MH17 and Gaza suggest foreign policy could wind up playing a major role in the 2016 election, Politico's Ben White says.» Read More
There are a couple ways to tell that we’ve hit the critical competitive phase of the 2008 Democratic presidential nomination fight. One is the way that all major campaigns are now spending a large chunk of the millions they’ve raised on television ads in Iowa. The state’s Jan. 3 caucuses have traditionally turned on contest may once have turned overwhelmingly on organizational prowess.
The Tom Brokaw piece on NBC Nightly News Monday night highlighting Warren Buffett's call for a higher tax rate on very wealthy Americans includes an excerpt from a sit-down interview with Buffett. We're now able to bring you Brokaw's complete interview with Buffett, only on CNBC.com.
What made last night's Democratic debate on MSNBC so significant was not, as advertised ahead of time, that Barack Obama and John Edwards attacked Hillary Clinton. It was that Clinton herself unintentionally affirmed their attacks with her own words.
Barack Obama has signaled that he's finally ready to step up his challenge to Democratic front-runner Hillary Clinton. From his point of view, it's not a minute too soon. Thus far, Obama has been largely passive--an electric and charismatic presence on the stump, to be sure, but a candidate surprisingly loath to take the fight to a rival with formidable advantages.
Charlie Rangel’s tax reform bill isn't likely to become law anytime soon. Yet its already an active part of the presidential campaign, as Republicans try to reclaim control of the tax issue in advance of the 2008 elections.
I took some grief a few months back for convicting Hillary Clinton, in this space and elsewhere, of calculation in the public display of cleavage that prompted a Washington Post fashion review and lots of talk in the blogosphere. I still think I was right.
I blogged earlier today that I'd reached out to Pfizer for comment regarding Jeff Kindler's contribution to Sen. Hillary Clinton and would let you know if or when I heard back. Well, this just arrived in my inbox from Jack Cox with Corporate Affairs:
Peter Rost, who burst onto the business news landscape a few years ago as a Pfizer whistleblower and the subject of a piece on CBS' "60 Minutes", is enjoying a new career as a blogger and a reporter for Brandweek. And late yesterday he's blitzing some of his reporter contacts with this item about the apparent 180-degree change presidential politics at the world's biggest pharmaceutical company.
Given the modern-day distance between national politicians and journalists like me--much greater than when my late father Richard Harwood covered presidential campaigns for the Washington Post four decades ago -it's enjoyable and valuable to get to know them at least a little better.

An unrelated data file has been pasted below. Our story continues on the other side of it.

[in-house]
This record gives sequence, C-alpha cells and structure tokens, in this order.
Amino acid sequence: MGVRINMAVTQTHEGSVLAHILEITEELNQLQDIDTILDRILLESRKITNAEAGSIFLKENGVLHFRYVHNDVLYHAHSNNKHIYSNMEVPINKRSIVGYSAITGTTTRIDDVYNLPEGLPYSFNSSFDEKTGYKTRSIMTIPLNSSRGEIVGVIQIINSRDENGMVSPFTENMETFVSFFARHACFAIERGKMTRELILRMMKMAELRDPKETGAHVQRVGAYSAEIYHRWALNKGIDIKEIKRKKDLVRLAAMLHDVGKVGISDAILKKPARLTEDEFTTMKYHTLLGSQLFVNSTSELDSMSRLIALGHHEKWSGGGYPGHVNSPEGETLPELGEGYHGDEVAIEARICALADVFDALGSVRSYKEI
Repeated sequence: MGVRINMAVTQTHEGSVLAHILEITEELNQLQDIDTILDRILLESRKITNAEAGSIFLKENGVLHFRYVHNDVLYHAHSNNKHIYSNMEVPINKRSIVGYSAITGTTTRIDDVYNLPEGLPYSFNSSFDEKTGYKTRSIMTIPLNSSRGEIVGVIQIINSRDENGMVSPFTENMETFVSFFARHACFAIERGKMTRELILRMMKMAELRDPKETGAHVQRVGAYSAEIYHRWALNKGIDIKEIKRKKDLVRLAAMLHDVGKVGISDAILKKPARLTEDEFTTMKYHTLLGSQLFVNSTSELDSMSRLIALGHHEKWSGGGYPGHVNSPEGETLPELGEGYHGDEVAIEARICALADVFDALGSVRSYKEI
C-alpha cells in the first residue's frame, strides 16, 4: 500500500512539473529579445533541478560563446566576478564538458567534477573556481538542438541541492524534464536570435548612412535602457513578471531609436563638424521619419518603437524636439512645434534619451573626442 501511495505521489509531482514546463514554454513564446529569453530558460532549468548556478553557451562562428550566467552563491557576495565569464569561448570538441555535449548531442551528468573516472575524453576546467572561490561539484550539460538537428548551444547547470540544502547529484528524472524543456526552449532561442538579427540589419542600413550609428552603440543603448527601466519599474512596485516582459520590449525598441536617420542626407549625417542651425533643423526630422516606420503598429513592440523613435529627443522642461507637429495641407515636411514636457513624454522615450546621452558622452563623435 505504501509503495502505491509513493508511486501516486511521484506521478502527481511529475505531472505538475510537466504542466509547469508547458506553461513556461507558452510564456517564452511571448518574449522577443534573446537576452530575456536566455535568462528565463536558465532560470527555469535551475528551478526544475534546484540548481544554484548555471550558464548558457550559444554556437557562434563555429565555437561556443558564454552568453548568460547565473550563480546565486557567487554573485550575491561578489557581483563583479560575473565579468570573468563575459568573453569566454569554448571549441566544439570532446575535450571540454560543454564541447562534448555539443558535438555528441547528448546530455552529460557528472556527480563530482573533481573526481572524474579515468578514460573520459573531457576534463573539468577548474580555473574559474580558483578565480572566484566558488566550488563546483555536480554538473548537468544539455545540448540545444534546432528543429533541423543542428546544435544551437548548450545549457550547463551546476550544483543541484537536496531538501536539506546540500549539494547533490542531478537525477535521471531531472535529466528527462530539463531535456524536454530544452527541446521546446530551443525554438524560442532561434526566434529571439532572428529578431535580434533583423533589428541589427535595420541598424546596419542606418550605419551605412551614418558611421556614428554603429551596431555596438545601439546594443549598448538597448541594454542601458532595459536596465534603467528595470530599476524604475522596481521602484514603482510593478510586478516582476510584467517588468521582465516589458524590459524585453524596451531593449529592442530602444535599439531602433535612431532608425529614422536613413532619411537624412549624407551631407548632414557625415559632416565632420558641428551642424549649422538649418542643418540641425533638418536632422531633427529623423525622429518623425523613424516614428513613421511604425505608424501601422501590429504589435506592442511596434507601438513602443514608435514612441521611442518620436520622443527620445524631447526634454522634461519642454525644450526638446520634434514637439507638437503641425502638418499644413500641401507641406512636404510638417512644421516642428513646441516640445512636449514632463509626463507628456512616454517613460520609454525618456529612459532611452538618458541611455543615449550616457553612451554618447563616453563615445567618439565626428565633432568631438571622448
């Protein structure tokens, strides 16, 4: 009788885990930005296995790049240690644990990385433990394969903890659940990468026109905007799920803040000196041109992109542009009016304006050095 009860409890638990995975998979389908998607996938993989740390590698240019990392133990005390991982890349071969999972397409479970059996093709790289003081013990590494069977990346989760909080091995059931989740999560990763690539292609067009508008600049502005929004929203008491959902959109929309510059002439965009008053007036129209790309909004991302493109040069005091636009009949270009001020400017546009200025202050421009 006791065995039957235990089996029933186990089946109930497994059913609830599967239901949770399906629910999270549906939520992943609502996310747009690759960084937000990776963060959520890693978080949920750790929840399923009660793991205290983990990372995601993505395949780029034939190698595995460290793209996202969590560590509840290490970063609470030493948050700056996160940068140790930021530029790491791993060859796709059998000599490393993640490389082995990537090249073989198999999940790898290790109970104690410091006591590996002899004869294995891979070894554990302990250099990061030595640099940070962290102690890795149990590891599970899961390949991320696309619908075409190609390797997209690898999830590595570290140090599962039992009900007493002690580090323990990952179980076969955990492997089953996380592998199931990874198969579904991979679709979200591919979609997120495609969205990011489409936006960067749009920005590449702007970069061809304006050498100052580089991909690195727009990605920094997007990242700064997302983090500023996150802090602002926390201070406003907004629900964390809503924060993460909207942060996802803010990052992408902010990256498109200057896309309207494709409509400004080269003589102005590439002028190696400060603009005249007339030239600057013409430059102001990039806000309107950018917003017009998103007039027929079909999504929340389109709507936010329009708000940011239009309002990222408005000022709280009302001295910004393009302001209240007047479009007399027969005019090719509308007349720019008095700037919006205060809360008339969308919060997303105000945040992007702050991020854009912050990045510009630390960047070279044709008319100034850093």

I traveled to New Hampshire to interview Hillary Clinton today and almost was shrouded in the sort of invisibility cloak familiar to Harry Potter fans. Why? Because up until the last minute technical difficulties led us to believe that instead of two working cameras (one on her and one on me) we would only have one.
The unofficial transcript of an interview with Senator Hillary Clinton on CNBC's "Street Signs" today.
The numbers are in and it was a rich third quarter for candidates--Hillary Clinton's campaign raised $27 million in the third quarter, beating Barack Obama, whose campaign raised about $20 million over the same time period.
The decision by Newt Gingrich to bypass the 2008 presidential race means the fields in both parties are set--at least for now. I wasn't surprised by Gingrich's decision; since talking with him at a press breakfast a couple of weeks ago, I didn't expect his exploratory effort to result in a "Go", though I did expect it to last longer than just a few days.
The single signature moment of last night's debate was what first appeared to be Hillary Clinton's declaration of independence from her ex-president husband. "He's not the one standing here"--her line after Tim Russert pressed on differences between her position and Bill Clinton's on torture--was a dramatic and effective moment of self-assertion.
Democratic presidential candidates pounced on rival Hillary Clinton for her positions on Iraq and Iran in a debate on Thursday as they sought to undercut her status as the campaign front-runner.
Democratic presidential candidate Hillary Rodham Clinton issued a call for universal health care on Monday, plunging back into a political battle she memorably waged and lost as first lady more than a decade ago.
When Erin Burnett's show "Street Signs" called me to talk trade this afternoon, the question was "Is Trade Dead?" I thought, for this Congress, it was--until I did a little reporting. As it happens, Republican and Democratic leadership sources both expect SOME progress on trade before the 2008 elections.
Here's why the Norman Hsu case is so alarming--for Hillary Clinton and other presidential candidates, not to mention the investors who prosecutors say were swindled out of $60-million. It's that no one knows how big this iceberg is.
Here are notes of interest from the political front. The first one on Newt Gingrich is from a breakfast meeting I attended this week with other journalists. The former Speaker sees a bleak Republican outlook but keeps a potential 2008 candidacy alive.
I noted earlier that the questions rivals had raised about Hillary Clinton's health plan indicated she may have hit the political sweet spot. Republican Mitt Romney slammed her for a "big government" plan whose signal feature matched one he backed as Massachusetts governor.